It is not often that one gets to appreciate a decision taken by the BCCI for the national team. Recently when in the wake of the end of the disastrous Test leg of India’s tour of England Ravi Shastri was appointed as the team director over Duncan Fletcher, the head coach, there were many who would have scoffed at the move. After all, he is known to be a vociferous supporter of the BCCI, something that does not go down too well with many people in the country. For them he was just a board appointee, a stooge who was expected to fail but somehow for the national team as well as its ardent supporters things have turned out to be different and it is welcome even to the detractors of the BCCI.
The Indian team has demonstrated a marked change from the listless outfit that contrived to fall over in a heap against Moeen Ali of all people in the Tests. The change of jerseys, form and perhaps the inclusion of people like Suresh Raina, who is regarded as a short overs specialist, has evidently worked wonders for Team India that has continued to lord it over against England. This is easily one of the finest displays put in by the Men in Blue in recent memory. The good thing is Ravi Shastri’s role in this cannot be discounted at all.
A fantastic motivator
Shastri, to start with, is someone who calls a spade a spade – something that is of great help for players as it lets them know where they truly stand and prepare accordingly – and is also reputed to be a fantastic motivator. Shastri is also highly revered for his tactical acumen. In his playing days he graduated from being a left-arm spinner who batted at no. 10 to someone who opened the batting in all forms of the game and also held his own with the ball. The Benson and Hedges World Series of 1985 is a case in point. This is a testament to his mental strength as well as a burning desire to improve at any cost. These are qualities that the national team would do well to have in abundance.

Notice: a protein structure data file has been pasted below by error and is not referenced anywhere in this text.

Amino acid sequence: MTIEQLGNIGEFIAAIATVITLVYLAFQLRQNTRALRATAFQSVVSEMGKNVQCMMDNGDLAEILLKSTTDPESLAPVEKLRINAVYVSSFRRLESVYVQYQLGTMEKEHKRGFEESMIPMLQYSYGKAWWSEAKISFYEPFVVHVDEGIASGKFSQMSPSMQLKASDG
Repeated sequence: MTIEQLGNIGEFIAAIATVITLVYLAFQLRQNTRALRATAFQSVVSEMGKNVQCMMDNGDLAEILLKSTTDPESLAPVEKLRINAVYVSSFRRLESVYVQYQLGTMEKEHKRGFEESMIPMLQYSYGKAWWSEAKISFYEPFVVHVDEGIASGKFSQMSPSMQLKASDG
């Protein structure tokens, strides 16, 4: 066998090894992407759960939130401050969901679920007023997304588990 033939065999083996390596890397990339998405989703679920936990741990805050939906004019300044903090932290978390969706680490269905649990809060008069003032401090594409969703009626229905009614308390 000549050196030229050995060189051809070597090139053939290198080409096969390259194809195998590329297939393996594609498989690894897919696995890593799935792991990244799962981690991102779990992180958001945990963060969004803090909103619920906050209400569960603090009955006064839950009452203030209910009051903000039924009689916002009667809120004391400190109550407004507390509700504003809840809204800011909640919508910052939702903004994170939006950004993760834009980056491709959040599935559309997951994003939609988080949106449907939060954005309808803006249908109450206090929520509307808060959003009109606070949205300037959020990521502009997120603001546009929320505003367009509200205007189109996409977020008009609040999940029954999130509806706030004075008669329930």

He had also previously coached India during 2007 when the team had suffered an ignominious exit in the first round of the World Cup held in the Caribbean. The situation then was same as it is now. It seems that every now and then he is the man that the board turns to for a solution when the team is in really choppy waters. The question that arises then is why can’t he be thought of as a long-term option? After all, he has proved that he is capable of taking the team to greater heights.
Role of an observer
Perhaps Shastri himself is not interested in taking on a duty of the national team as he is perhaps well aware of the pitfalls of the job – the gigantic waves of adulation that accompany the crests followed by the abyss like criticism that comes in case of the troughs of failure. He has also indicated the same on a number of occasions. He perhaps also knows that for him a short term period is best because then he can concentrate full-on without worrying too much about the long term. However, for the betterment of the Indian team he could be asked to play the role of an observer from outside and chip in with his inputs in case the team performs below expectation. That way at least he could be allowed to play an integral role for the team without delving too much into it.